If you have found this useful, please consider recommending and sharing it with other fellow developers.

If you have any questions or feedback, let me know in the comments down below.

Sours: https://gabrieltanner.org/blog/dicord-music-bot
Creating a Discord Bot in Python 3.9 Tutorial (Fast \u0026 Easy)

Make a Discord bot in just 30 lines of code.

Hey everyone 👋🏻, today we are going to make a discord bot 🤖 which will send gifs according to the user in just 30 lines of code!

The way this bot will work is, if you write then the bot will send a random happy gif.

What are we going to use to build this mini-project:

  • JavaScript
  • NPM Packages:
    • Discord.js
    • DOTENV
    • node-fetch

Okay so let's get started 🎉!!

Steps :

  1. We have to go to the discord developer portal and create a new application.


  1. Then you have to create a new application ☝🏻. .
  2. Give a name to your application.
  3. Then on the left hand side, click on bot👇🏻 .
  4. second
  5. After clicking on bot, now click on on the right hand side, and after this step you will have a screen like this 👇🏻.
  6. third
  7. Now the Token is something which you have to keep a secret and not reveal anywhere or to anyone.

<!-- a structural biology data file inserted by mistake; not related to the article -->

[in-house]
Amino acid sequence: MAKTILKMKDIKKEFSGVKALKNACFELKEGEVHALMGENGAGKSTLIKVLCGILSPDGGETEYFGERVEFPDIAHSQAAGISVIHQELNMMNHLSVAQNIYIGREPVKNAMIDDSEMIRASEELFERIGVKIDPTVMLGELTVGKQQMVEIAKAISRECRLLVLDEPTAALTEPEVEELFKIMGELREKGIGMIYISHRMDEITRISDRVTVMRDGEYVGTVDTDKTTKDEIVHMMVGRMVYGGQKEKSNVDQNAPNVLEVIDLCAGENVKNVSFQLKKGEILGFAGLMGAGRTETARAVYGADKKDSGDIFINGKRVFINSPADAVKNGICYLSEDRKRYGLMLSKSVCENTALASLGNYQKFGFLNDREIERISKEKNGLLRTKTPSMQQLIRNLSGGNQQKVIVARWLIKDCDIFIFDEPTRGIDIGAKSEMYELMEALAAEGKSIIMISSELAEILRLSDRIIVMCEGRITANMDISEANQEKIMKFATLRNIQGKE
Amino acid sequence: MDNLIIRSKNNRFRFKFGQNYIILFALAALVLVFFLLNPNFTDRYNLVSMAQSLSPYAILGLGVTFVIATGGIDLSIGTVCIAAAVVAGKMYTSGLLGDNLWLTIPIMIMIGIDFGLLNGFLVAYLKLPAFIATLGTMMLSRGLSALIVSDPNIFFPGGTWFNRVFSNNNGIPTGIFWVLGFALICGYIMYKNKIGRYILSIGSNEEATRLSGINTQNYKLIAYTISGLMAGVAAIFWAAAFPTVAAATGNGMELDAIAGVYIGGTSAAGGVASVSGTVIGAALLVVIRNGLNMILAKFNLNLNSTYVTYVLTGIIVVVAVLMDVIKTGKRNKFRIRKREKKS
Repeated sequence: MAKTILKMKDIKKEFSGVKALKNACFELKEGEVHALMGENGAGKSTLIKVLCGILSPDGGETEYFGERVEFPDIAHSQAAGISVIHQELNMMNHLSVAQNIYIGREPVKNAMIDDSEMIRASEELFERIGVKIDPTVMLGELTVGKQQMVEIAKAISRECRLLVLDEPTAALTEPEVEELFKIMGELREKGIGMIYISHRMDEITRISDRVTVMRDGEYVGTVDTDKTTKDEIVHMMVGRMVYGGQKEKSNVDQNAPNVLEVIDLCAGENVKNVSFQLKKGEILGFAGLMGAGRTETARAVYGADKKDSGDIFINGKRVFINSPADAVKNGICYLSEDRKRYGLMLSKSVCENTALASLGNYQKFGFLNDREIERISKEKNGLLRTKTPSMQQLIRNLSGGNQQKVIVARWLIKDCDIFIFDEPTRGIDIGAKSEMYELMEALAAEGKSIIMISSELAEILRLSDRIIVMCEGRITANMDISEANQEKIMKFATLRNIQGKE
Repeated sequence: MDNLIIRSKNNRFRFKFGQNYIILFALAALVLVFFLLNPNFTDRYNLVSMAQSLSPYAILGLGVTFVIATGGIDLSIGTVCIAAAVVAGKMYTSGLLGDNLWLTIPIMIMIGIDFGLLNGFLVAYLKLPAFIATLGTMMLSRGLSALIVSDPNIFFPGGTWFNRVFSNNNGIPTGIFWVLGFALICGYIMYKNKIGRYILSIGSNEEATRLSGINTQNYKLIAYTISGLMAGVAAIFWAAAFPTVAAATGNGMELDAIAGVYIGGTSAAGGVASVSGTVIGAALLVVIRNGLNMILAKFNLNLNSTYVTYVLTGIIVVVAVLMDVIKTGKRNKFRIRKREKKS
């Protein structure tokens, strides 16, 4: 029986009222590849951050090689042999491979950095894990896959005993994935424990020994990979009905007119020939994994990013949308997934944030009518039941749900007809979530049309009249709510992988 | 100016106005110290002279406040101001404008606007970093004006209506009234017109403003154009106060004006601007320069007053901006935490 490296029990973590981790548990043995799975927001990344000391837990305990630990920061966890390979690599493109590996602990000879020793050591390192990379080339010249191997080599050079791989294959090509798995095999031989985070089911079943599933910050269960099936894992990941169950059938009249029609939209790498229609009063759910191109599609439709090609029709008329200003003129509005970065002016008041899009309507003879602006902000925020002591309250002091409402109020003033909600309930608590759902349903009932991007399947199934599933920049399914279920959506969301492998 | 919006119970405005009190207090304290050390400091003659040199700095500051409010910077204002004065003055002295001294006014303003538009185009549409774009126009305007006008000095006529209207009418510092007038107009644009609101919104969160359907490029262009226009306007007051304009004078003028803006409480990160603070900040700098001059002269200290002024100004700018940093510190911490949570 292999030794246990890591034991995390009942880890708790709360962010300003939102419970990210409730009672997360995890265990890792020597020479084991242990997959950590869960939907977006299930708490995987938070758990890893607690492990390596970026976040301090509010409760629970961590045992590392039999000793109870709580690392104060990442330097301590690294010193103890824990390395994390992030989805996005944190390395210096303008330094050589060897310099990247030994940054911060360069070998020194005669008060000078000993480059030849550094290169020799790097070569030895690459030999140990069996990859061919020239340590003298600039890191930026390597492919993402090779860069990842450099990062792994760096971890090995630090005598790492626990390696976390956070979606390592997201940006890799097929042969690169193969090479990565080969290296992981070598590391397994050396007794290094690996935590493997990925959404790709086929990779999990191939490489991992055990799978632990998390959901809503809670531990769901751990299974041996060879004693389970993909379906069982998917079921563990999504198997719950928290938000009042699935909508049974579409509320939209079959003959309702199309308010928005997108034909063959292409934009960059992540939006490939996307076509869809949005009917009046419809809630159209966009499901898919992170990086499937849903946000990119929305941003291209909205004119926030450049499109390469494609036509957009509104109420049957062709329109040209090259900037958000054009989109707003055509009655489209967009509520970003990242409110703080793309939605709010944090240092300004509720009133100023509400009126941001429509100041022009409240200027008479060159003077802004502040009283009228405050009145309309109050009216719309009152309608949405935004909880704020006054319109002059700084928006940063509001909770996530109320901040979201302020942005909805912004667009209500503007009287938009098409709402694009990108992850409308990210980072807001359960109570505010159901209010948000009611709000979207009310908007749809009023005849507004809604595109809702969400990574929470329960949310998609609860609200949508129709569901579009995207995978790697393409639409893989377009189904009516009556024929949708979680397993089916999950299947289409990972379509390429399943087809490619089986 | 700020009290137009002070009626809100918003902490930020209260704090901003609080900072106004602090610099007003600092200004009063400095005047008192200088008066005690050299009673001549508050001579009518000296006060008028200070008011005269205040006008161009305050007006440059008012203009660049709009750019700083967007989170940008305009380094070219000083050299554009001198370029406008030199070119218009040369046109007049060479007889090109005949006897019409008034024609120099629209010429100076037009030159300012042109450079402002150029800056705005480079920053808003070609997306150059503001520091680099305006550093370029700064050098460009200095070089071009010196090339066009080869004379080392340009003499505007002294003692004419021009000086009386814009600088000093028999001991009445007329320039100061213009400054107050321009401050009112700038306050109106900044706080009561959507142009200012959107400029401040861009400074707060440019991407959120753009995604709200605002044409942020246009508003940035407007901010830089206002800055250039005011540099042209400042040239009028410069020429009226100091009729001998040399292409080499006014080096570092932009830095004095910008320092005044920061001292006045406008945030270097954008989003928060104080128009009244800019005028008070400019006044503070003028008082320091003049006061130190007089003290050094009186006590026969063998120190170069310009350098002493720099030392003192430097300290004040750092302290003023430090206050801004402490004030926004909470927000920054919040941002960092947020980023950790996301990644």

8. If you reveal it by mistake, no worries just regenerate it, but make sure you don't or else someone can take over your bot.
  9. Now we have to decide what permissions does our bot need, and after deciding this, just head to OAuth2 section on the right hand side of your screen.
  10. You will have a screen when many check boxes, and you have to click on the checkbox which says 👇🏻.
  11. four
  12. Then click on the permission you have to give to the bot.
  13. After that click on the link and copy it, after that paste it into a new tab and authorize it to add it to a new server.

Now we just have to code it!

Before explaining the code, let me explain you the folder structure 👇🏻.


  1. There is a folder called in which we have a main file called in which we are going to code our bot.